Bipartisan coalition wants $50 billion for transportation infrastructure

Reps. Ed Whitfield (R-Ky.) and Allyson Schwartz (D-Pa.) recently joined Sens. Ron Wyden (D-Ore.) and John Hoeven (R-N.D.) to introduce a bill that would make $50 billion available for transportation infrastructure by leveraging private investment.

The Transportation and Regional Infrastructure Project Bonds legislation would allow states to issue up to a total of $50 billion, divided up as $1 billion per state, in bonds for transportation infrastructure projects over a six-year period. The principal cost of the bonds would be covered by a trust fund composed of Customs User Fees. In lieu of interest, the bondholders would receive federal tax credits that could be applied against federal income tax liabilities.

“With millions of Americans still out of work and our infrastructure crumbling, TRIP bonds represent an opportunity to tackle both of these problems head-on, in a fiscally responsible manner,” Whitfield said. “By leveraging private sector dollars, we can create jobs and make the infrastructure investments needed to stay economically competitive now and in the future.”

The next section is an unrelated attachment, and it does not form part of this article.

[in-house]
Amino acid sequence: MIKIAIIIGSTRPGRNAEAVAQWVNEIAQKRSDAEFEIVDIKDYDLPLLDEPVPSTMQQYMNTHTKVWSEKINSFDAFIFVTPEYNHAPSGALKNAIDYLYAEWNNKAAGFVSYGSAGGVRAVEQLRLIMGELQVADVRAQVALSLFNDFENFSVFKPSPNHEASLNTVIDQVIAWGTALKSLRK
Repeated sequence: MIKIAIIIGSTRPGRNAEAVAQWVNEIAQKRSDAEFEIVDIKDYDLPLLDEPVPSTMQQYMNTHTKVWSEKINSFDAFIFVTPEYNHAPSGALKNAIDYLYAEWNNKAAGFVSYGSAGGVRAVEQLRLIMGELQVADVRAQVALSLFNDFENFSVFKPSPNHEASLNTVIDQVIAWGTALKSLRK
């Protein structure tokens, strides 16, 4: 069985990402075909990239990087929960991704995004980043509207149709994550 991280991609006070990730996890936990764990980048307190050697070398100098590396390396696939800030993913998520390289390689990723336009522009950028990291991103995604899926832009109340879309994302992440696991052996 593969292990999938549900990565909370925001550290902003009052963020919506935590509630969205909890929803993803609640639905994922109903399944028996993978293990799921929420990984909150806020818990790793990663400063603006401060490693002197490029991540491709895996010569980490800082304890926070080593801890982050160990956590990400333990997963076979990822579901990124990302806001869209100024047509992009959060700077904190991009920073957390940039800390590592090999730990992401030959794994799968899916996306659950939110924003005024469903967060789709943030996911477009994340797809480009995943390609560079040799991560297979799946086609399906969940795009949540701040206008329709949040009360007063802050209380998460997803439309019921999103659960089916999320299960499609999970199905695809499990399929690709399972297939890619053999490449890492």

TRIP bonds should yield approximately 1.5 million jobs if based on the Department of Transportation’s estimate of 30,000 jobs per $1 billion of transportation funding, Whitfield said.

The privately-leveraged, 30-year bonds could be used to fund a wide range of transportation and infrastructure projects including roads, bridges, transit, rail and waterways. States would also be able to pool their funds for larger or multi-state projects.

Without the necessary investment in the nation’s infrastructure, the economy will lose more than 3.5 million jobs and the GDP would be suppressed by $3.1 trillion by 2020, according to a recent report by the American Society of Engineers.